Presse, an international news agency, for an article about interest in American crime docudramas, such as “Serial” and “Making of a Murderer.” In the interview, Dean Cunningham is quoted about exonerations, innocence investigations by journalists, and the O.J. Simpson trial. The piece has been picked up by publications in Australia, Singapore, Bahrain, and others.
The New York Times published a letter from Professor Jeff Sovern on December 30 on debt collection and arbitration. Sovern wrote in part:
You show that debt collectors sue consumers in court when it suits them but bar consumers from bringing court actions by invoking obscure arbitration clauses in consumer contracts.
Businesses defend their right to do so because, they claim, arbitration is better than court for resolving disputes. But if arbitration is superior, why do businesses want to sue in court, rather than arbitrate, as your article shows and an empirical study confirms?
The answer is that businesses value arbitration chiefly when it enables them to block class actions so they may take advantage of consumers for small amounts without worrying about consumers suing them.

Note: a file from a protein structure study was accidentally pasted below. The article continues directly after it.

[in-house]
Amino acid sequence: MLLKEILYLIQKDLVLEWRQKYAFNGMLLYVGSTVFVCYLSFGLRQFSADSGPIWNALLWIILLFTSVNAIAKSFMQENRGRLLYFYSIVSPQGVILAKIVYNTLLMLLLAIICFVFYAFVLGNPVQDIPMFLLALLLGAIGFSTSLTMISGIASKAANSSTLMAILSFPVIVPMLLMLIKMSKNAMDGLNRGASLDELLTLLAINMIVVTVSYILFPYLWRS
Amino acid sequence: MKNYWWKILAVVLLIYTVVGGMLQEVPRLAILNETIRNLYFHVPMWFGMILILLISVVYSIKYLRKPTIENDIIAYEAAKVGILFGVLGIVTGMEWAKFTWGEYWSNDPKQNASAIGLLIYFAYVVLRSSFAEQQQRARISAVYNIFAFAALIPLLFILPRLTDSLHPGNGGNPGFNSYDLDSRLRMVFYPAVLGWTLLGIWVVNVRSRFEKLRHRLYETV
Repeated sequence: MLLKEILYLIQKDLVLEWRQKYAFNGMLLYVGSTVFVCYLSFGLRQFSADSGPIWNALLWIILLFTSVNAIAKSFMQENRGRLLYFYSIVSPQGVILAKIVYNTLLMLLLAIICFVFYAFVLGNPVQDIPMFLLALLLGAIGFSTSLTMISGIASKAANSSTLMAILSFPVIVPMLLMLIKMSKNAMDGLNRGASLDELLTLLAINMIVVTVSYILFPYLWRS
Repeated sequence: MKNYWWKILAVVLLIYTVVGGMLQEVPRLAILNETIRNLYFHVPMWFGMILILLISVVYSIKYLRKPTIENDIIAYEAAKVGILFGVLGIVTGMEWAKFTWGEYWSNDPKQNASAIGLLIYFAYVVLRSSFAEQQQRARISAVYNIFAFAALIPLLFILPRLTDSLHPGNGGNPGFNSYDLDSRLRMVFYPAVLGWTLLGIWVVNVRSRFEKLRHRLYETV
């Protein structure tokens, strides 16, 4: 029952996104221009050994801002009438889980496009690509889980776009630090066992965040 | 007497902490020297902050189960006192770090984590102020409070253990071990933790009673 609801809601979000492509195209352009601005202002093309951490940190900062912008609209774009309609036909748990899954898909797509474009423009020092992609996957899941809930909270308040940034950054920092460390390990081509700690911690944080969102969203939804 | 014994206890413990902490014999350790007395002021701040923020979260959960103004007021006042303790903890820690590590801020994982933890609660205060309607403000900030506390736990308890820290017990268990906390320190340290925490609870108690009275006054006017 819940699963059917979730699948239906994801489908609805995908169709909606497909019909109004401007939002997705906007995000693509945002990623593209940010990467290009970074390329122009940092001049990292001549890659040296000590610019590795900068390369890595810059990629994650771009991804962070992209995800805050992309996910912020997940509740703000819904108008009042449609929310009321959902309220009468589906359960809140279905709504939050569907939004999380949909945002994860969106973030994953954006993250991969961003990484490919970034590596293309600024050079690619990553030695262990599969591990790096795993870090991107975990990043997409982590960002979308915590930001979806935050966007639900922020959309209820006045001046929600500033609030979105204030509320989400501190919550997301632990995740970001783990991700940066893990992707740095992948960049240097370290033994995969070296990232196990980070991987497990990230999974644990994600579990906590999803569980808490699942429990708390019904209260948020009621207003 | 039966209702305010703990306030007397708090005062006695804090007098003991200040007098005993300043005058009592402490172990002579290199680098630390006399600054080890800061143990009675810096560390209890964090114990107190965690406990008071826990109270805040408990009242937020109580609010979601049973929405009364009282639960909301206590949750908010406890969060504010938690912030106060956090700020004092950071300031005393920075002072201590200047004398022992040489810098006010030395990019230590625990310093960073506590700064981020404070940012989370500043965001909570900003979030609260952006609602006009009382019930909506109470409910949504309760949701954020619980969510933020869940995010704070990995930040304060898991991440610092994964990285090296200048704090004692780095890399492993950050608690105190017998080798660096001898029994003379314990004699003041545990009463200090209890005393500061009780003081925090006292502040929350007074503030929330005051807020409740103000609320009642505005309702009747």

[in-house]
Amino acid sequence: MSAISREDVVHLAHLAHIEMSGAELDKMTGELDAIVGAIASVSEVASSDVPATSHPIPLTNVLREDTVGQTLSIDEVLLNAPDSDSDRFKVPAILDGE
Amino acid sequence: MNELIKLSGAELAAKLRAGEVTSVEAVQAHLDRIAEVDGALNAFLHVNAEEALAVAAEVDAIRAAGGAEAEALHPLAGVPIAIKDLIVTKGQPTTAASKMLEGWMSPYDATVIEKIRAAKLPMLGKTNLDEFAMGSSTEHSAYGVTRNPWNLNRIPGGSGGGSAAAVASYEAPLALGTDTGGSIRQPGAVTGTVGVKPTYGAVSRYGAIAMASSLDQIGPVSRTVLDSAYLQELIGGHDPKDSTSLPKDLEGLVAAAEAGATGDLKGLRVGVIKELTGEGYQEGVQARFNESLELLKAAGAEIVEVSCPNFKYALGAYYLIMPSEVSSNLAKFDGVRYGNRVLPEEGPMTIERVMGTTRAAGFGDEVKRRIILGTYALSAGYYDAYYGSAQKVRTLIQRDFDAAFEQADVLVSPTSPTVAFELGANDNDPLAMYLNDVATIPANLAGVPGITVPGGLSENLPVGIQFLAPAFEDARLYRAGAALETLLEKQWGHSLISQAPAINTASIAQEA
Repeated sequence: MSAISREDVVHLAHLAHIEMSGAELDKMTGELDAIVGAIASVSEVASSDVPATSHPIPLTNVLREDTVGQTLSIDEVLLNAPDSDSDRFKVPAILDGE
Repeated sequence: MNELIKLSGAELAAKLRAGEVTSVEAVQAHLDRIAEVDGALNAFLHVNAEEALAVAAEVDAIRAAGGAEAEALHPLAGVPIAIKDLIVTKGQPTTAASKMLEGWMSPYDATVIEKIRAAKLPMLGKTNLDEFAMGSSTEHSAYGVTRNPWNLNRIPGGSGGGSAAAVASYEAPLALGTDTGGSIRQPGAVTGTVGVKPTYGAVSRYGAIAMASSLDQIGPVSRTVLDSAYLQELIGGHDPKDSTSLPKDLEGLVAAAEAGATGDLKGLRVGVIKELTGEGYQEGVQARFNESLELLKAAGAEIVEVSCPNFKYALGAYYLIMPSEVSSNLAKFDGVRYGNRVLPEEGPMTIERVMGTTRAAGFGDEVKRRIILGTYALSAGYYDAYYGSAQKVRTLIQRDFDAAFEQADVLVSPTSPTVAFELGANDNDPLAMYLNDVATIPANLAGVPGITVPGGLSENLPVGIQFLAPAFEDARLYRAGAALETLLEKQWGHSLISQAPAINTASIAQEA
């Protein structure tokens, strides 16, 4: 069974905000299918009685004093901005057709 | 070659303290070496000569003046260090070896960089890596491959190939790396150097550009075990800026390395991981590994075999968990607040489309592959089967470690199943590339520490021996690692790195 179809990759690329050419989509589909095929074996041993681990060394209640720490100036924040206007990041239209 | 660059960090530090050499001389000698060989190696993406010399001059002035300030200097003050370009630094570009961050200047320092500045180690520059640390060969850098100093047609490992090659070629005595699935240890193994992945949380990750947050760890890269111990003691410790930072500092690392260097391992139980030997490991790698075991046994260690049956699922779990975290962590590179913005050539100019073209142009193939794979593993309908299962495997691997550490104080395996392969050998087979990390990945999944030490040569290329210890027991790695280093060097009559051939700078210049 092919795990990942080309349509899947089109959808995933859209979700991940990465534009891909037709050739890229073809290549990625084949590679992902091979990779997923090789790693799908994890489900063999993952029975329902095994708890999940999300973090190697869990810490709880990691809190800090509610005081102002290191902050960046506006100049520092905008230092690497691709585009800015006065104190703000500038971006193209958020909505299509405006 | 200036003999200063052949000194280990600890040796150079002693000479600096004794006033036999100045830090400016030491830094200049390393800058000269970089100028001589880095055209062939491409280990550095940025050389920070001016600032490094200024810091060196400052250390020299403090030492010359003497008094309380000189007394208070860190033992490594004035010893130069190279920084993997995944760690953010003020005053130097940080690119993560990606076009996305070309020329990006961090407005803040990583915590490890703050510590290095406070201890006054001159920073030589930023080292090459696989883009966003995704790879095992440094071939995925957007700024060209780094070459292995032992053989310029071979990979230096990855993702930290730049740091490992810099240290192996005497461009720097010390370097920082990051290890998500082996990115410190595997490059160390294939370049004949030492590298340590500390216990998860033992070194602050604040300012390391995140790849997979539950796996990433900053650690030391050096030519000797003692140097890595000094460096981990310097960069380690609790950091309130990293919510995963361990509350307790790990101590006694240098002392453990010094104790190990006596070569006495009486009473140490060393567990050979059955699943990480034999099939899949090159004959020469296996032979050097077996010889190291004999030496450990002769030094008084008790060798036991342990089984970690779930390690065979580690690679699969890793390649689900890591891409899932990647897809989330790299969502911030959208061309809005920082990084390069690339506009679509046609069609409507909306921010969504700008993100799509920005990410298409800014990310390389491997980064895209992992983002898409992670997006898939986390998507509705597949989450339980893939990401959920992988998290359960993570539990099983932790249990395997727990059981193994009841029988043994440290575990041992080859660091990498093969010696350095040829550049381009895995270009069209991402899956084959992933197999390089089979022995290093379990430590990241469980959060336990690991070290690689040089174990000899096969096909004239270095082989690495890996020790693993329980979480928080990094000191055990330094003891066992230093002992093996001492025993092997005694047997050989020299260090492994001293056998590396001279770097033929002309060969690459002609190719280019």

Professor Michael Perino was on CBS last night discussing the indictment of pharmaceutical CEO Martin Shkreli, who was charged (together with his lawyer) with fraud on a massive scale. You can view the clip here.
The American Banker has run Professor Jeff Sovern’s op-ed, CFPB Arbitration Plan Provokes Dubious Industry Claims. Sovern notes:
[C]ompanies can use class action waivers to block consumer protection laws unless consumer protection laws find a way to block class action waivers.
* * *
Last month, the bureau made public a proposal to block class action waivers in arbitration clauses. A leading advocate for arbitration in the financial industry, Alan Kaplinsky, responded with [a] forecast of how the industry would respond: “We firmly believe that, should the CFPB enact its proposal to ban class action waivers, most companies will abandon arbitration with the result that arbitration will no longer be available as a quick, efficient and inexpensive way of resolving disputes.”